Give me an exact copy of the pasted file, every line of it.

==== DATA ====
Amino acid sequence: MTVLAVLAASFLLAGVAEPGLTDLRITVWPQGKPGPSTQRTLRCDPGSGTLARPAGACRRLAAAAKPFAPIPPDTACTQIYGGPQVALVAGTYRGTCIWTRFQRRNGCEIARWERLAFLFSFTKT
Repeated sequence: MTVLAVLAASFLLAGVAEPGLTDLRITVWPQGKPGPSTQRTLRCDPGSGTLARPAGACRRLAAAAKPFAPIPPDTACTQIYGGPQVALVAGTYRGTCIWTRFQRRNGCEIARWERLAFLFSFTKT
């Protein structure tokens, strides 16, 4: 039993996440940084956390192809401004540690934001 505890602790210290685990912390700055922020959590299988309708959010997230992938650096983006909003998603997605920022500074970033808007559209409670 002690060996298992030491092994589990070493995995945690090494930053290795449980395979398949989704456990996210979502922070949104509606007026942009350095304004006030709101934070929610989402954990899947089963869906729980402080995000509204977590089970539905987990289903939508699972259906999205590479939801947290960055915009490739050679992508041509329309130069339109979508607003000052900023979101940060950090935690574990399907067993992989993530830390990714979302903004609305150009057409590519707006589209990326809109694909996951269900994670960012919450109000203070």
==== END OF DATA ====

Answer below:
Amino acid sequence: MTVLAVLAASFLLAGVAEPGLTDLRITVWPQGKPGPSTQRTLRCDPGSGTLARPAGACRRLAAAAKPFAPIPPDTACTQIYGGPQVALVAGTYRGTCIWTRFQRRNGCEIARWERLAFLFSFTKT
Repeated sequence: MTVLAVLAASFLLAGVAEPGLTDLRITVWPQGKPGPSTQRTLRCDPGSGTLARPAGACRRLAAAAKPFAPIPPDTACTQIYGGPQVALVAGTYRGTCIWTRFQRRNGCEIARWERLAFLFSFTKT
């Protein structure tokens, strides 16, 4: 039993996440940084956390192809401004540690934001 505890602790210290685990912390700055922020959590299988309708959010997230992938650096983006909003998603997605920022500074970033808007559209409670 002690060996298992030491092994589990070493995995945690090494930053290795449980395979398949989704456990996210979502922070949104509606007026942009350095304004006030709101934070929610989402954990899947089963869906729980402080995000509204977590089970539905987990289903939508699972259906999205590479939801947290960055915009490739050679992508041509329309130069339109979508607003000052900023979101940060950090935690574990399907067993992989993530830390990714979302903004609305150009057409590519707006589209990326809109694909996951269900994670960012919450109000203070």